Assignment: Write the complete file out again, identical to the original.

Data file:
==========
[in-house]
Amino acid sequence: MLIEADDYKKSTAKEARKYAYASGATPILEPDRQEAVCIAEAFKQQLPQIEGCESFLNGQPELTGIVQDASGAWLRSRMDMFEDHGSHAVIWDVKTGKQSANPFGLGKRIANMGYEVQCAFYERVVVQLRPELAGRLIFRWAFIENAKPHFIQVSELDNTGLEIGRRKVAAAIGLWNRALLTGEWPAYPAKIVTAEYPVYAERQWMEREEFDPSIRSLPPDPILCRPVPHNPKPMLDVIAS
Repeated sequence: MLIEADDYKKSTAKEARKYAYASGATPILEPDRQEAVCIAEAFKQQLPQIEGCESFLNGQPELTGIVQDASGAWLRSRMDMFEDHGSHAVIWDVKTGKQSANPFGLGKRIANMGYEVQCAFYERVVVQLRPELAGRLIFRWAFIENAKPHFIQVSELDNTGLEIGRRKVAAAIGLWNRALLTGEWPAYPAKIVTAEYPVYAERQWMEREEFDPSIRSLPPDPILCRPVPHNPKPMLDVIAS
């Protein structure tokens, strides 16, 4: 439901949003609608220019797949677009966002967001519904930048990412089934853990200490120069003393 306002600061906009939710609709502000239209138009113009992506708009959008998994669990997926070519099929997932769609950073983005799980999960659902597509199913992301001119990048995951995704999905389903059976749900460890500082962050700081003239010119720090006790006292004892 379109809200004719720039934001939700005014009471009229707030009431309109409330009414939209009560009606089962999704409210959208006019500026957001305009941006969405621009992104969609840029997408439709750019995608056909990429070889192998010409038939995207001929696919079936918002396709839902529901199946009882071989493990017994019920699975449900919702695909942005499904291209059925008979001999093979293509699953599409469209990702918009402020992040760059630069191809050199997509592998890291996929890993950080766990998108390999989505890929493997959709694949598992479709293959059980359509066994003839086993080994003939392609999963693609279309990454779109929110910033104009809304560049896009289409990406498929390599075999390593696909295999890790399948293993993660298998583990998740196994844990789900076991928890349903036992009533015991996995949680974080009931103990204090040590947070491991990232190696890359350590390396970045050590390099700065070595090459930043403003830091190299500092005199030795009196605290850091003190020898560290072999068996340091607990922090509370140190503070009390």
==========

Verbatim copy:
[in-house]
Amino acid sequence: MLIEADDYKKSTAKEARKYAYASGATPILEPDRQEAVCIAEAFKQQLPQIEGCESFLNGQPELTGIVQDASGAWLRSRMDMFEDHGSHAVIWDVKTGKQSANPFGLGKRIANMGYEVQCAFYERVVVQLRPELAGRLIFRWAFIENAKPHFIQVSELDNTGLEIGRRKVAAAIGLWNRALLTGEWPAYPAKIVTAEYPVYAERQWMEREEFDPSIRSLPPDPILCRPVPHNPKPMLDVIAS
Repeated sequence: MLIEADDYKKSTAKEARKYAYASGATPILEPDRQEAVCIAEAFKQQLPQIEGCESFLNGQPELTGIVQDASGAWLRSRMDMFEDHGSHAVIWDVKTGKQSANPFGLGKRIANMGYEVQCAFYERVVVQLRPELAGRLIFRWAFIENAKPHFIQVSELDNTGLEIGRRKVAAAIGLWNRALLTGEWPAYPAKIVTAEYPVYAERQWMEREEFDPSIRSLPPDPILCRPVPHNPKPMLDVIAS
């Protein structure tokens, strides 16, 4: 439901949003609608220019797949677009966002967001519904930048990412089934853990200490120069003393 306002600061906009939710609709502000239209138009113009992506708009959008998994669990997926070519099929997932769609950073983005799980999960659902597509199913992301001119990048995951995704999905389903059976749900460890500082962050700081003239010119720090006790006292004892 379109809200004719720039934001939700005014009471009229707030009431309109409330009414939209009560009606089962999704409210959208006019500026957001305009941006969405621009992104969609840029997408439709750019995608056909990429070889192998010409038939995207001929696919079936918002396709839902529901199946009882071989493990017994019920699975449900919702695909942005499904291209059925008979001999093979293509699953599409469209990702918009402020992040760059630069191809050199997509592998890291996929890993950080766990998108390999989505890929493997959709694949598992479709293959059980359509066994003839086993080994003939392609999963693609279309990454779109929110910033104009809304560049896009289409990406498929390599075999390593696909295999890790399948293993993660298998583990998740196994844990789900076991928890349903036992009533015991996995949680974080009931103990204090040590947070491991990232190696890359350590390396970045050590390099700065070595090459930043403003830091190299500092005199030795009196605290850091003190020898560290072999068996340091607990922090509370140190503070009390």